When analysing materiality through the governance lens, we look to understand the mechanisms in place, how a company allocates capital and creates value, and get a sense of the culture of the organisation. We want to gauge the extent to which the board/management understands the potential material risks and opportunities presented by ESG factors to a company's ability to generate long-term sustainable returns.

We recognise, however, that these ESG factors vary greatly by industry. As such, we have created bespoke research frameworks, which help shape our conversations with company management and allow us to understand how they are dealing with the environmental and social issues most material to their business. For each individual firm assessed, we build into our research template the potential impact of material ESG risks and opportunities, assess how the company is managing these, and identify areas for future engagement. This work is then added to by wider external research. In the following case studies, we highlight how we have identified material ESG factors: Exhibits 1 and 2 demonstrate the importance of balancing the risks and opportunities, while in Exhibit 3, we show how materiality is rarely static and evolves over time.



A small percentage of Peru’s population controls much of the wealth, while a large proportion are under-served (or non-served), in terms of banking penetration. This presents an opportunity for Credicorp to grow its customer base (over the last five years, more than 500,000 people have been bancarised by the company, receiving their first ever loan through its subsidiary Mibanco.2)

2Credicorp annual report 2017. 

There is an accompanying risk, in countries like Peru, of poorly educated portions of the population being exploited by mis-selling and inappropriate lending. As can be seen in the UK's scandal over mis-sold payment protection insurance, society is no longer as likely to tolerate unscrupulous behaviour from banks. Institutions need to ensure they can retain their social license to operate – as well as avoid regulatory sanctions. 

This has been a particular area of engagement for us with Credicorp. It has a programme to increase financial literacy among younger people as they come into the formal workforce, as well as a talent programme to train and develop the next wave of its banking staff and leadership. The firm’s social agenda is not based purely on altruistic intentions, but on the belief that it will enable sustainable and profitable growth, creating more value for shareholders.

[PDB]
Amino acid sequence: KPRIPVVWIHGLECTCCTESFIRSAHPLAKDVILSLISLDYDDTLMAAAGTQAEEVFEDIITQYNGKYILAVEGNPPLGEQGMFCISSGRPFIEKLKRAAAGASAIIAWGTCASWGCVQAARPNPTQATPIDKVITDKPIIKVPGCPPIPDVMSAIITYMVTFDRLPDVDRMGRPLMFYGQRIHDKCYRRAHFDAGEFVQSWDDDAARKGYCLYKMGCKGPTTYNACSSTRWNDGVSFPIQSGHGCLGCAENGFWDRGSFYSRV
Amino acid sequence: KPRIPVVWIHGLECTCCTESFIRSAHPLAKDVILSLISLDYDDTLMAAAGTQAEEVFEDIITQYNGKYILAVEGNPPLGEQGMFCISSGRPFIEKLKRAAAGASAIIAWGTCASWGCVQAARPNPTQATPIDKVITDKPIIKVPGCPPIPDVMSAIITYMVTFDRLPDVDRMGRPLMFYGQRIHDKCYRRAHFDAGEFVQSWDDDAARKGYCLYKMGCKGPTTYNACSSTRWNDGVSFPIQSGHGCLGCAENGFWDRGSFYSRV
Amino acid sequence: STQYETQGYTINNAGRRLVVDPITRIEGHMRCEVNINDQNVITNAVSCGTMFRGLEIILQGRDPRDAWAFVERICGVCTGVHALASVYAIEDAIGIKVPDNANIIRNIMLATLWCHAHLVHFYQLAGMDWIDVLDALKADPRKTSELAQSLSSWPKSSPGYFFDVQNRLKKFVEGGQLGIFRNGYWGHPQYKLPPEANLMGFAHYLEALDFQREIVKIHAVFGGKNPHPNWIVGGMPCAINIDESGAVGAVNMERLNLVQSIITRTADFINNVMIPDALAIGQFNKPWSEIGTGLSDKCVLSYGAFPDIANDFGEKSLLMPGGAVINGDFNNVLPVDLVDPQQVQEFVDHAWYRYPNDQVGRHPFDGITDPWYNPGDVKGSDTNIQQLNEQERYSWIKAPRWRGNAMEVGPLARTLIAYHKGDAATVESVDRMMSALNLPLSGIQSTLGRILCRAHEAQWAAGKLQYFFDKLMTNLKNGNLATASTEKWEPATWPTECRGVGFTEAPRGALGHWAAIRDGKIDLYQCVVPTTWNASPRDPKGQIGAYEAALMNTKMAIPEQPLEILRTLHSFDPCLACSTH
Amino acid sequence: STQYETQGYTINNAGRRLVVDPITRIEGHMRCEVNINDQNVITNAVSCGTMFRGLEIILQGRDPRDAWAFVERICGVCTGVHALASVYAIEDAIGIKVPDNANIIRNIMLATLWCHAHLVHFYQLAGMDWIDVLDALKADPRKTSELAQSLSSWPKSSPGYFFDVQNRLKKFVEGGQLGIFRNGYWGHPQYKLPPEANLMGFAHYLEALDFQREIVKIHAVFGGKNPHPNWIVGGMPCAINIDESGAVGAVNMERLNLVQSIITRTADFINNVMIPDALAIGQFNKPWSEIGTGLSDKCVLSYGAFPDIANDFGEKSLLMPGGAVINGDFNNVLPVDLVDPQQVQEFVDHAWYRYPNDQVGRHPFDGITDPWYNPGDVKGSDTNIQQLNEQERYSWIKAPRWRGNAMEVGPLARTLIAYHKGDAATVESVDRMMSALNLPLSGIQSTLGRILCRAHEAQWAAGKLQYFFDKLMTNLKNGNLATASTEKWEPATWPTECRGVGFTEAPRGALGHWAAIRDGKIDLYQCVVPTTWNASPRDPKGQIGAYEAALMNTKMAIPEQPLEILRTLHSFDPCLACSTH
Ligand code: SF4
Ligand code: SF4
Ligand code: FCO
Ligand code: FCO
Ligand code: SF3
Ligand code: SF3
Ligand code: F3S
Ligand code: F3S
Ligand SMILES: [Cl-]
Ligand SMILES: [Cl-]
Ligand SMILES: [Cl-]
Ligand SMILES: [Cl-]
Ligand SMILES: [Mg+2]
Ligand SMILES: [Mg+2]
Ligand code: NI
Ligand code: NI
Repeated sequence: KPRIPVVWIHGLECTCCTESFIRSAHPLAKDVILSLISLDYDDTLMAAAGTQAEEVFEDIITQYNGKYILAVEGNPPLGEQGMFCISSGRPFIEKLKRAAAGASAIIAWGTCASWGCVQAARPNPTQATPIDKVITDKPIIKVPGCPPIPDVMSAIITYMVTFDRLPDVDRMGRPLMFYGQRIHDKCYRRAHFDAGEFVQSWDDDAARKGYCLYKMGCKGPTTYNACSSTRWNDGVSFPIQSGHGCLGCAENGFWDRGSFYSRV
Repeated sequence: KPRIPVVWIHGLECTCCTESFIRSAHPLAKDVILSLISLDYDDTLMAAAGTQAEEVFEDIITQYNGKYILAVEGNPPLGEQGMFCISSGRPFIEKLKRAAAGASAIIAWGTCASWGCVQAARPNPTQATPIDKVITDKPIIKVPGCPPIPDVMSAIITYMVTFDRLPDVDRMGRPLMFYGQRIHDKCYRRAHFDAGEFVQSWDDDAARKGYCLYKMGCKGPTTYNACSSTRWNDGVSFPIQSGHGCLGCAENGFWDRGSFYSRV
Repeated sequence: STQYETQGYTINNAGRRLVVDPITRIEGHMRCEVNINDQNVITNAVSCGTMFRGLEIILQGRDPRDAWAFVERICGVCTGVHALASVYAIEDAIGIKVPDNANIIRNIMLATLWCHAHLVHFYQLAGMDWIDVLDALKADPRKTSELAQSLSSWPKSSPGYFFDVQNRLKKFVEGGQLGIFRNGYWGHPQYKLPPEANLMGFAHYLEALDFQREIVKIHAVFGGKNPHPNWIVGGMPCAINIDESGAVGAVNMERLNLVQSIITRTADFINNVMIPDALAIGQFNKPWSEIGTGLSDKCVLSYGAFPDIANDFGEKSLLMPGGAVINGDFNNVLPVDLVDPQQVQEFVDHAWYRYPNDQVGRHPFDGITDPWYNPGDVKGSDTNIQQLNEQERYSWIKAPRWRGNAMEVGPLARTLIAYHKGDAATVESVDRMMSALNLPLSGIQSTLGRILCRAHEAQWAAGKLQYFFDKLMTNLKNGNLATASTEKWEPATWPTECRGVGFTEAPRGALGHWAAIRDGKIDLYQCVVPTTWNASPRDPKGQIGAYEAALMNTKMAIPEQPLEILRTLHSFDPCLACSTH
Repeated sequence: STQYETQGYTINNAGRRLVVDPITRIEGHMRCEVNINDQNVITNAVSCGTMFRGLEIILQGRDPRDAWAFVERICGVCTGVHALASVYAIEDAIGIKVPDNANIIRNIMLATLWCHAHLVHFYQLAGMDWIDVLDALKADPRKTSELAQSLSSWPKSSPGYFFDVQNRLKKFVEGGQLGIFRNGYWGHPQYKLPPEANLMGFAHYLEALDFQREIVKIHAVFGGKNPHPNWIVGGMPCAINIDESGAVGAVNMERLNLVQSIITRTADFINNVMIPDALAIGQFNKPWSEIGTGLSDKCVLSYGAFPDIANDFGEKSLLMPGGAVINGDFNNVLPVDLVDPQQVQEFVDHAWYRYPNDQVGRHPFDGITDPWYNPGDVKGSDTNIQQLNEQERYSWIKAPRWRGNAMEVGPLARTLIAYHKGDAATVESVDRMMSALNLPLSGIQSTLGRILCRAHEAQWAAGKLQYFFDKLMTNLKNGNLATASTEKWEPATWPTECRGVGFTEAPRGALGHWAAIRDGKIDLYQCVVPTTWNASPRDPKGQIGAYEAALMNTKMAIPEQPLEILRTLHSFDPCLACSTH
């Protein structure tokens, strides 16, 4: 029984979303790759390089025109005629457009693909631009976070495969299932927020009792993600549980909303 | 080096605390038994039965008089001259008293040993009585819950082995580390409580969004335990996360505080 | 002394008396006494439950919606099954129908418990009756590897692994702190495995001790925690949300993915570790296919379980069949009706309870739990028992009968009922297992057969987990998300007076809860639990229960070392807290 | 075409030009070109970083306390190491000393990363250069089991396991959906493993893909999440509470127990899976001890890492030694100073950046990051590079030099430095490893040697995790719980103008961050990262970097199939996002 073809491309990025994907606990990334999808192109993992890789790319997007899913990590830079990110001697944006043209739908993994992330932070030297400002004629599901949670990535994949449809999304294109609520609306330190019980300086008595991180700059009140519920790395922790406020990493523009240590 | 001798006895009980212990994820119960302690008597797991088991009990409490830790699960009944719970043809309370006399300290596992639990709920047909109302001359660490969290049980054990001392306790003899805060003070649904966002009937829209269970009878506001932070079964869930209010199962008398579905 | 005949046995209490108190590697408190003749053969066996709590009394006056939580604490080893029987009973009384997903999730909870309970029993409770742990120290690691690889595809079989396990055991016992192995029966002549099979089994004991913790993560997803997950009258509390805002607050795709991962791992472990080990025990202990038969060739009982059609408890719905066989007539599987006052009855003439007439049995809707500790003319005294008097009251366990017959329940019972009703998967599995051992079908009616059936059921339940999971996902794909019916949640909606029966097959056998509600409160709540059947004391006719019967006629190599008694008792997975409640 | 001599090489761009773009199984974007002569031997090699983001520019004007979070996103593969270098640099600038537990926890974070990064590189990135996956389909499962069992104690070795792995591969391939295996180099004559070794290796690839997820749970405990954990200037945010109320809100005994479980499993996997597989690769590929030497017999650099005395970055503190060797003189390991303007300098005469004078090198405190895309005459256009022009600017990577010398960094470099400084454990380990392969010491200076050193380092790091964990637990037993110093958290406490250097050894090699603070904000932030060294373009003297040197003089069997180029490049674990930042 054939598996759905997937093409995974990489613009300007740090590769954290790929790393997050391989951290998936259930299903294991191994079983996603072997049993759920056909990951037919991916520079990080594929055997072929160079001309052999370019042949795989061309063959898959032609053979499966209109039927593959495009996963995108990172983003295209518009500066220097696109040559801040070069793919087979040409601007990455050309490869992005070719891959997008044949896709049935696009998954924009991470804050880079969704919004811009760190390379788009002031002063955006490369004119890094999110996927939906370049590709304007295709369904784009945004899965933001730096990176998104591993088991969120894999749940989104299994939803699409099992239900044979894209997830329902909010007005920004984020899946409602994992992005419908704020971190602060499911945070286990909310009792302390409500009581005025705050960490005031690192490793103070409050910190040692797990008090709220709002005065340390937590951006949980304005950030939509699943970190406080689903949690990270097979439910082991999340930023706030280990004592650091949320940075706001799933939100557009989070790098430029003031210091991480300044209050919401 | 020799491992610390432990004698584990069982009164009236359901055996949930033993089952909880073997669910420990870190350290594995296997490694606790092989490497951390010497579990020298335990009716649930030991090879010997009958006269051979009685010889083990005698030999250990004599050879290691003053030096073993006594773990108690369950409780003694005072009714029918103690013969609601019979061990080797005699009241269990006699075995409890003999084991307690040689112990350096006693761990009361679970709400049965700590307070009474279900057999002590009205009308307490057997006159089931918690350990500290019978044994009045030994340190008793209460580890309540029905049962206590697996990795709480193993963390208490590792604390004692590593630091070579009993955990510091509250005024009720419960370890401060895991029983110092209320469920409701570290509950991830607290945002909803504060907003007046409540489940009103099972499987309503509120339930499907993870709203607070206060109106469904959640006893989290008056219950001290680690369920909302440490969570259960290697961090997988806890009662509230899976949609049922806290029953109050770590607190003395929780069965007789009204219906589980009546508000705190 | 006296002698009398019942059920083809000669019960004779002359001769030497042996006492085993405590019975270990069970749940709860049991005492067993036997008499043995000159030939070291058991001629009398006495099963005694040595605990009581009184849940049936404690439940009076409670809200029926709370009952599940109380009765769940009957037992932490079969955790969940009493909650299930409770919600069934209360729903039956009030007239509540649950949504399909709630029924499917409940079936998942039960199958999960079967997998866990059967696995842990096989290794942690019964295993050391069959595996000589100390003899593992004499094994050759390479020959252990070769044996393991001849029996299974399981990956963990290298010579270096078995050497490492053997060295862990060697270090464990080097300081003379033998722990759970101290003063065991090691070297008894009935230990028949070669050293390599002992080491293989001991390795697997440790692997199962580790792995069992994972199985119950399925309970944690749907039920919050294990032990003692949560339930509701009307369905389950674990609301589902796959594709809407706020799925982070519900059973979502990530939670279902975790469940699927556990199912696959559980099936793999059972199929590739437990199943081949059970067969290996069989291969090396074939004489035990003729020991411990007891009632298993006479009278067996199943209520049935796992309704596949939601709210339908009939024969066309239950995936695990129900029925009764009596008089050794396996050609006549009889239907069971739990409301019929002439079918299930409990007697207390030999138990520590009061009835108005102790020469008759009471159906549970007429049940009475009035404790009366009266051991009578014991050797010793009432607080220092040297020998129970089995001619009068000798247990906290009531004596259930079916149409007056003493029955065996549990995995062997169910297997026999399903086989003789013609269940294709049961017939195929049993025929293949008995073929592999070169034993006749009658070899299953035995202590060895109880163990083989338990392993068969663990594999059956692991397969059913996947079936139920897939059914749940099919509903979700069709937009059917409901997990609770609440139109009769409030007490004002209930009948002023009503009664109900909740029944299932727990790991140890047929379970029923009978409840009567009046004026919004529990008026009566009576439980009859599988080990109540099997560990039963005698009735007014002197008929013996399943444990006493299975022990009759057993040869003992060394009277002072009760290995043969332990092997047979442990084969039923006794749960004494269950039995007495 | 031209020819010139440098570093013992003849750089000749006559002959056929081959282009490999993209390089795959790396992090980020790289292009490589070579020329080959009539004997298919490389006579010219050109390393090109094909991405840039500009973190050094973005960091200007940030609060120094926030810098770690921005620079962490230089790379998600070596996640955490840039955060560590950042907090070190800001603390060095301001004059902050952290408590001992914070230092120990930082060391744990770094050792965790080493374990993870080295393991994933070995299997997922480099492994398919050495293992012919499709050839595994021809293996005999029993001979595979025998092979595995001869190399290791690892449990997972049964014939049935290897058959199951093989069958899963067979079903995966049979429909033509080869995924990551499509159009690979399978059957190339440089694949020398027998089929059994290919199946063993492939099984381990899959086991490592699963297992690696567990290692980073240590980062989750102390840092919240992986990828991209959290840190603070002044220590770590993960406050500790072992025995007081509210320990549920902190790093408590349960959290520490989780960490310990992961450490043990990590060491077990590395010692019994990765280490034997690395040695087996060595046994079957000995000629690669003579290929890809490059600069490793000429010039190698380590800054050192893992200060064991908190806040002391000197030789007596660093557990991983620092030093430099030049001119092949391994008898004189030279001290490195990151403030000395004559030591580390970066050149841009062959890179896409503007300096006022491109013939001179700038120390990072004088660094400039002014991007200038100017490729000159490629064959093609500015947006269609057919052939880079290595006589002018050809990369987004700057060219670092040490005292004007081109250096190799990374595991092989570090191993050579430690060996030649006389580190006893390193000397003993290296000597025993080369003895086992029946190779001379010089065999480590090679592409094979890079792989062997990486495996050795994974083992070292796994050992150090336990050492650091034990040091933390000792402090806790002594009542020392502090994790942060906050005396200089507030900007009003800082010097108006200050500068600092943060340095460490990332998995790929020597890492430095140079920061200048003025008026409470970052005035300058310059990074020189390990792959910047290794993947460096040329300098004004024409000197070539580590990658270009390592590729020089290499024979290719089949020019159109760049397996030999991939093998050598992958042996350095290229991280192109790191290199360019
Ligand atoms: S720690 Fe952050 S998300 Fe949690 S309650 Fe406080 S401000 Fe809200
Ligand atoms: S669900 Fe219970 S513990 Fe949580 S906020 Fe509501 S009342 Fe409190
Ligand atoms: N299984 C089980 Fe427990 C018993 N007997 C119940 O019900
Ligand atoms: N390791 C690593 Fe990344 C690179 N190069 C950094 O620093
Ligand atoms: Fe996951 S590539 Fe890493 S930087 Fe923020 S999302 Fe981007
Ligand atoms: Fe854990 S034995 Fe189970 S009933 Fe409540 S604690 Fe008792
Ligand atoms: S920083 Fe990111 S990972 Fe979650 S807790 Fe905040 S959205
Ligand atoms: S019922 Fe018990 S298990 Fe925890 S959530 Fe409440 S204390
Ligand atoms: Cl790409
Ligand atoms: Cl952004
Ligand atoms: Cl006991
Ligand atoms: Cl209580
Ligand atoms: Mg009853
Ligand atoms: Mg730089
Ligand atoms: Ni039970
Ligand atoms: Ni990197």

The UK-based company’s products often form critical components to brands where sustainability is the key selling point. For instance, companies including sustainability ‘superstars’ Unilever and L’Oreal (both A rated by CDP, formerly the Carbon Disclosure Project) rely on Croda’s know-how to make their end-product a success. 

In our engagement, it has been evident that customers' desire for sustainable produce is driving innovation. The most recent example of this in the commissioning of Atlas Point, a US$170 million bioethanol plant in the US. Its output will allow Croda’s customers to stamp their products as ‘USDA Certified Bio-based’. This clears an important obstacle to calling their products 100% renewable, enabling them to achieve the so-called ‘green premium’, justifying higher prices for eco-friendly products. 

In addition, a significant issue for many personal-care companies (about one-third of Croda’s business) is palm oil, because of the environmental and social impacts it has on the ecosystems of the countries where it is produced, such as Indonesia. Croda uses very little palm oil, but is a significant buyer of palm-oil derivatives, such as fatty acids and glycerine. The company is aware of its responsibilities in this area – 12 of its 13 manufacturing sites already have certification from the Roundtable on Sustainable Palm Oil (RSPO), and while it has not yet achieved 100% RSPO accreditation, it says addressing the issue is a priority.



This integrated power generator with exposure to coal, gas and renewables has been held in some of our Australian investment strategies for several years and its quality rating has remained fairly constant. However, there has been considerable fluctuation over that time in the relevance and materiality of various ESG factors. 

There are clear environmental risks to consider, resulting from the company’s coal exposure. In Australia (and globally), there has been a shift in demand towards power production that is less harmful to the environment. Around 70% of AGL’s portfolio is currently coal generated, which includes two New South Wales Government coal power stations, Bayswater and Liddell, acquired in 2014.